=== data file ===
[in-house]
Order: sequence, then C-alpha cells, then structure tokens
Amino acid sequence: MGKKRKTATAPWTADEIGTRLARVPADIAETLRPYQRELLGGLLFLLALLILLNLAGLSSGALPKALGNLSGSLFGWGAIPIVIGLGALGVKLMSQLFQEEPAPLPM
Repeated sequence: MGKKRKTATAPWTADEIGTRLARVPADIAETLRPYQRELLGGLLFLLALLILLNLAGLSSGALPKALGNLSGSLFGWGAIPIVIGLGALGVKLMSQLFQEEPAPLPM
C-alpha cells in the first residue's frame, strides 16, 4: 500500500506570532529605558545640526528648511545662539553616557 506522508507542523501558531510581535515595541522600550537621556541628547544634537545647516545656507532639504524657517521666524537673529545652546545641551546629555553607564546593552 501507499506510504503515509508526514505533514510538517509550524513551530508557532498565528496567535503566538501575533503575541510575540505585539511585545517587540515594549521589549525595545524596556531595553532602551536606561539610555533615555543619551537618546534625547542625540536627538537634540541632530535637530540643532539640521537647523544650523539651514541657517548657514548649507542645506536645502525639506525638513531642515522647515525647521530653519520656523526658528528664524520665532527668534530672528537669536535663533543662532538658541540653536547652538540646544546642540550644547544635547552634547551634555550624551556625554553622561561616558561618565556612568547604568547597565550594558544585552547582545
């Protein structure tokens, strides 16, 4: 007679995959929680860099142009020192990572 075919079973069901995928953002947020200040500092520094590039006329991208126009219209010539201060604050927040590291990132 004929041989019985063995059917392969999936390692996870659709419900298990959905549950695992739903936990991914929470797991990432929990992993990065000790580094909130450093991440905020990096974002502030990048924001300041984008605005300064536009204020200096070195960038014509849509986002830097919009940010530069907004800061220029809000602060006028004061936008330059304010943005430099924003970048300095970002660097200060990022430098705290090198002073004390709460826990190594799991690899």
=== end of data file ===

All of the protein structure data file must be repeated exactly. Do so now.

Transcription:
[in-house]
Order: sequence, then C-alpha cells, then structure tokens
Amino acid sequence: MGKKRKTATAPWTADEIGTRLARVPADIAETLRPYQRELLGGLLFLLALLILLNLAGLSSGALPKALGNLSGSLFGWGAIPIVIGLGALGVKLMSQLFQEEPAPLPM
Repeated sequence: MGKKRKTATAPWTADEIGTRLARVPADIAETLRPYQRELLGGLLFLLALLILLNLAGLSSGALPKALGNLSGSLFGWGAIPIVIGLGALGVKLMSQLFQEEPAPLPM
C-alpha cells in the first residue's frame, strides 16, 4: 500500500506570532529605558545640526528648511545662539553616557 506522508507542523501558531510581535515595541522600550537621556541628547544634537545647516545656507532639504524657517521666524537673529545652546545641551546629555553607564546593552 501507499506510504503515509508526514505533514510538517509550524513551530508557532498565528496567535503566538501575533503575541510575540505585539511585545517587540515594549521589549525595545524596556531595553532602551536606561539610555533615555543619551537618546534625547542625540536627538537634540541632530535637530540643532539640521537647523544650523539651514541657517548657514548649507542645506536645502525639506525638513531642515522647515525647521530653519520656523526658528528664524520665532527668534530672528537669536535663533543662532538658541540653536547652538540646544546642540550644547544635547552634547551634555550624551556625554553622561561616558561618565556612568547604568547597565550594558544585552547582545
């Protein structure tokens, strides 16, 4: 007679995959929680860099142009020192990572 075919079973069901995928953002947020200040500092520094590039006329991208126009219209010539201060604050927040590291990132 004929041989019985063995059917392969999936390692996870659709419900298990959905549950695992739903936990991914929470797991990432929990992993990065000790580094909130450093991440905020990096974002502030990048924001300041984008605005300064536009204020200096070195960038014509849509986002830097919009940010530069907004800061220029809000602060006028004061936008330059304010943005430099924003970048300095970002660097200060990022430098705290090198002073004390709460826990190594799991690899």